No information provided.
General: Clobetasol propionate is a highly potent topical corticosteroid that has been shown to suppress the HPA axis at doses as low as 2 g (of ointment)
per day. Systemic absorption of topical corticosteroids has resulted in
reversible HPA axis suppression, manifestations of Cushing's syndrome, hyperglycemia,
and glucosuria in some patients.
Conditions that augment systemic absorption include the application of the
more potent corticosteroids, use over large surface areas, prolonged use, and
the addition of occlusive dressings. Therefore, patients receiving a large dose
of a potent topical steroid applied to a large surface area should be evaluated
periodically for evidence of HPA axis suppression by using the urinary free
Cortisol and ACTH stimulation tests. If HPA axis suppression is noted, an attempt
should be made to withdraw trie drug, to reduce the frequency of application,
or to substitute a less potent steroid Recovery of HPA axis function is generally
prompt and complete upon discontinuation of the drug. Infrequently, signs and
symptoms of steroid withdrawal may occur, requiring supplemental systemic corticosteroids.
Pediatric patients may absorb proportionally larger amounts of topical corticosteroids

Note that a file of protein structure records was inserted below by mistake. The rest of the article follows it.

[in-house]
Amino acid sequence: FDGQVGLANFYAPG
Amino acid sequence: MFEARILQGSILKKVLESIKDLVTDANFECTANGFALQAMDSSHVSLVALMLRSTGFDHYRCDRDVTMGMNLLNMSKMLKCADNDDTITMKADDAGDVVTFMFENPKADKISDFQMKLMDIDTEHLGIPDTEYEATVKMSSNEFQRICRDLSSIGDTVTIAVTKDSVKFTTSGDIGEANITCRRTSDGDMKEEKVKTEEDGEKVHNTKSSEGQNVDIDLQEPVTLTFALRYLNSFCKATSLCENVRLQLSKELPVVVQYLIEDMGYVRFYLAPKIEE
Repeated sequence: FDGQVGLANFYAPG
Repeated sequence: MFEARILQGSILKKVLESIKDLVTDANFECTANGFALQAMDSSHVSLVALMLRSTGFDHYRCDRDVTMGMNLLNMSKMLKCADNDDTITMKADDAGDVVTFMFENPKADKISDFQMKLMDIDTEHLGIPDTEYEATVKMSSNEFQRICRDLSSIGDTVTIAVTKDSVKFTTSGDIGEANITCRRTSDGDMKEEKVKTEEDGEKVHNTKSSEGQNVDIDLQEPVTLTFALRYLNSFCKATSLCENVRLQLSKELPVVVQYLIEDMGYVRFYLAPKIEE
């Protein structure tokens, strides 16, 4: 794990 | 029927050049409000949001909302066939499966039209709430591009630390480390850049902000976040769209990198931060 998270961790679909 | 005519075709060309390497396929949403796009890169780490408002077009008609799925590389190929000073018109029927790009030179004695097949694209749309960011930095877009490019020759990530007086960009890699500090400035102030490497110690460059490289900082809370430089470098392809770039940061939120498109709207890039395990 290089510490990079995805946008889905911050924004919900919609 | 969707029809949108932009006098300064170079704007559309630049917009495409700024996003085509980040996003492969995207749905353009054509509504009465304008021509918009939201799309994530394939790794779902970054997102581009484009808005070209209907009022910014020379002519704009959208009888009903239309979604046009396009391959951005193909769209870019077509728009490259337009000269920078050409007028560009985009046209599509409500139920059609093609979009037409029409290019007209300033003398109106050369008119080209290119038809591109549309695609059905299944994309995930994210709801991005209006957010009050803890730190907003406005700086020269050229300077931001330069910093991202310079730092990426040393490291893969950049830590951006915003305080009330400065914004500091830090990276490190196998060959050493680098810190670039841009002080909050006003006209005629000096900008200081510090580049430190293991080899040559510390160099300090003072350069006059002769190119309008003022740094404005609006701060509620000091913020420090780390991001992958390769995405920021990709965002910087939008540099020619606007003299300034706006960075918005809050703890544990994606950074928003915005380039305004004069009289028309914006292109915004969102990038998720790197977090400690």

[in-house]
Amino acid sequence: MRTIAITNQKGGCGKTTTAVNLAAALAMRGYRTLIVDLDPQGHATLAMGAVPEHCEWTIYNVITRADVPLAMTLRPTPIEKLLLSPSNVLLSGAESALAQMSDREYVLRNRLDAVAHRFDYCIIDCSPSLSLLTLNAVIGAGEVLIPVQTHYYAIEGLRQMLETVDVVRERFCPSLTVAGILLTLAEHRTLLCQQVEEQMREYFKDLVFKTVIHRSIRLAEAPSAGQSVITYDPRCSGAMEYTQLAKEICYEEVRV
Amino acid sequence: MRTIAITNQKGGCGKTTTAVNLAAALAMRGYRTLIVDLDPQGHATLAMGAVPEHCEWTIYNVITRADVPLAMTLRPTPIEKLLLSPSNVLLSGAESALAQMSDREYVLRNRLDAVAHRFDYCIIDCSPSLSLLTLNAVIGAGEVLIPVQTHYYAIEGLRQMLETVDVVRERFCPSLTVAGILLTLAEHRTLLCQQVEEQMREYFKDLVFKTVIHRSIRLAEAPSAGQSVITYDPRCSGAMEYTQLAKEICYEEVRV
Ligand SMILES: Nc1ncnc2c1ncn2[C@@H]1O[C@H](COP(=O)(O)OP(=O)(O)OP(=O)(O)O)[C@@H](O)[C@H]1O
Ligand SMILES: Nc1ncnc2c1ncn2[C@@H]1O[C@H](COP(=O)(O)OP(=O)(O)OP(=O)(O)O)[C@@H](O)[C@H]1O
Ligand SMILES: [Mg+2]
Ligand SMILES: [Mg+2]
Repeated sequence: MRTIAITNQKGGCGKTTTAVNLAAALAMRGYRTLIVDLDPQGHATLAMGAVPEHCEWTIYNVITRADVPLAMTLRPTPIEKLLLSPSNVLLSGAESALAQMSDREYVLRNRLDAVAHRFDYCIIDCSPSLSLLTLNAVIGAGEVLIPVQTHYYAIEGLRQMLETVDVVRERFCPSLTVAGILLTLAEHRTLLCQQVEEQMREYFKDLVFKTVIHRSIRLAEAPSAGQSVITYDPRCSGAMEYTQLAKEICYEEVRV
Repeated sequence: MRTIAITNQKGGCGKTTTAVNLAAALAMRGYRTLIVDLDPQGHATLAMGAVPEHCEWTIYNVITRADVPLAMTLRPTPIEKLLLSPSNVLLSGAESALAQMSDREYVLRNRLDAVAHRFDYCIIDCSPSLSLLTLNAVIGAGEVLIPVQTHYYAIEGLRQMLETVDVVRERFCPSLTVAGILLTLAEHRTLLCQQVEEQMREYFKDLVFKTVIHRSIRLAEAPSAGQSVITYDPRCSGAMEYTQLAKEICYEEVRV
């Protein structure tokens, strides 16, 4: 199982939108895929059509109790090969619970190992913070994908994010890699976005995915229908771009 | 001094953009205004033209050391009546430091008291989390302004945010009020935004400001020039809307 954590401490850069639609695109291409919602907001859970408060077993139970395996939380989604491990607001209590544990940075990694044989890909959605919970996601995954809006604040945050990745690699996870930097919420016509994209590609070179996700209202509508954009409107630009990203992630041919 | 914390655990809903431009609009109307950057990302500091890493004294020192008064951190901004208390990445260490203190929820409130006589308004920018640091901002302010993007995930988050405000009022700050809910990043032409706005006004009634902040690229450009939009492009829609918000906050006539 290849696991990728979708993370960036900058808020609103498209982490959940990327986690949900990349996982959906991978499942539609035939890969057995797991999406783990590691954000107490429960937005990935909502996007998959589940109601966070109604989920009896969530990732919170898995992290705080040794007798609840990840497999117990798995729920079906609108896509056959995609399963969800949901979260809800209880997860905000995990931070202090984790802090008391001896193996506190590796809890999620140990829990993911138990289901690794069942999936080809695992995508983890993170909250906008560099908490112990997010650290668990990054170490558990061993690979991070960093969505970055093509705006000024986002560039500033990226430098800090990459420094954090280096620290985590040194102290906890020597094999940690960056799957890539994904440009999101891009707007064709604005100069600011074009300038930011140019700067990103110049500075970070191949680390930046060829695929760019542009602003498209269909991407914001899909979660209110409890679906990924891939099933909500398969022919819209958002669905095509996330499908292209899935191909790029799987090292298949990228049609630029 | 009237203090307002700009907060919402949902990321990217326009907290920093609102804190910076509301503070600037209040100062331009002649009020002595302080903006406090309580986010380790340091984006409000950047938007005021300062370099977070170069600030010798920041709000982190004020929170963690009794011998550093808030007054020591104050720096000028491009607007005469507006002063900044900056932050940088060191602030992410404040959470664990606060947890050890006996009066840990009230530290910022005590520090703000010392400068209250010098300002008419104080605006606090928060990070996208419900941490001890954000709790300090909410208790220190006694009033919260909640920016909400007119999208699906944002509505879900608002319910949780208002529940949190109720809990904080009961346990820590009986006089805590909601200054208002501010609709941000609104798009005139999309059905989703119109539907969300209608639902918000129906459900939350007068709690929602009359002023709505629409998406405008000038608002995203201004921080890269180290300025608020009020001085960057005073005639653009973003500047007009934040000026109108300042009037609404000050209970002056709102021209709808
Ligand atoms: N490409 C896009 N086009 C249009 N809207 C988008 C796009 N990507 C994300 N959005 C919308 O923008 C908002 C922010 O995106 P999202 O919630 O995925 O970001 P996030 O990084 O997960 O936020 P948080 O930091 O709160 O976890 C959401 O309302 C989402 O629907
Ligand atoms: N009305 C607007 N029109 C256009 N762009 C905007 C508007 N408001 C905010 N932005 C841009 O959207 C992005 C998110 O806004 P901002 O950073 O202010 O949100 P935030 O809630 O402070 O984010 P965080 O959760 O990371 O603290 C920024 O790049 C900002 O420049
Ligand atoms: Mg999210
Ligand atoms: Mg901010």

and thus be more susceptible to systemic toxicity (see PRECAUTIONS: Pediatric
If irritation develops, topical corticosteroids should be discontinued and appropriate therapy instituted. Irritation is possible if TEMOVATE Scalp (clobetasol propionate scalp application) Application contacts the eye. If that should occur, immediate flushing of the eye with a large volume of water is recommended.
If the inflammatory lesion becomes infected, the use of an appropriate antifungal
or antibacterial agent should be instituted. If a favorable response does not
occur promptly, the corticosteroid should be discontinued until the infection
has been adequately controlled.
Although TEMOVATE Scalp (clobetasol propionate scalp application) Application is intended for the treatment of inflammatory
conditions of the scalp, it should be noted that certain areas of the body,
such as the face, groin, and axillae, are more prone to atrophic changes than
other areas of the body following treatment with corticosteroids. Frequent observation
of the patient is important if these areas are to be treated.
As with other potent topical corticosteroids, TEMOVATE Scalp (clobetasol propionate scalp application) Application should not be used in the treatment of rosacea and perioral dermatitis. Topical corticosteroids in general should not be used in the treatment of acne or as sole therapy in widespread plaque psoriasis.
Laboratory Tests: The following tests may be helpful in evaluating patients
for HPA axis suppression:
Urinary free Cortisol test
ACTH stimulation test
Carcinogenesis, Mutagenesis, Impairment of Fertility: Long-term animal
studies have not been performed to evaluate the carcinogenic potential of clobetasol
Studies in the rat following subcutaneous administration at dosage levels up
to 50 mcg/kg per day revealed that the females exhibited an increase in the
number of resorbed embryos and a decrease in the number of living fetuses at
the highest dose.
Clobetasol propionate was nonmutagenic in 3 different test systems: the Ames
test, the Saccharomyces cerevisiae gene conversion assay, and the E. coli B
WP2 fluctuation test.
Pregnancy: Teratogenic Effects: Pregnancy Category C. Corticosteroids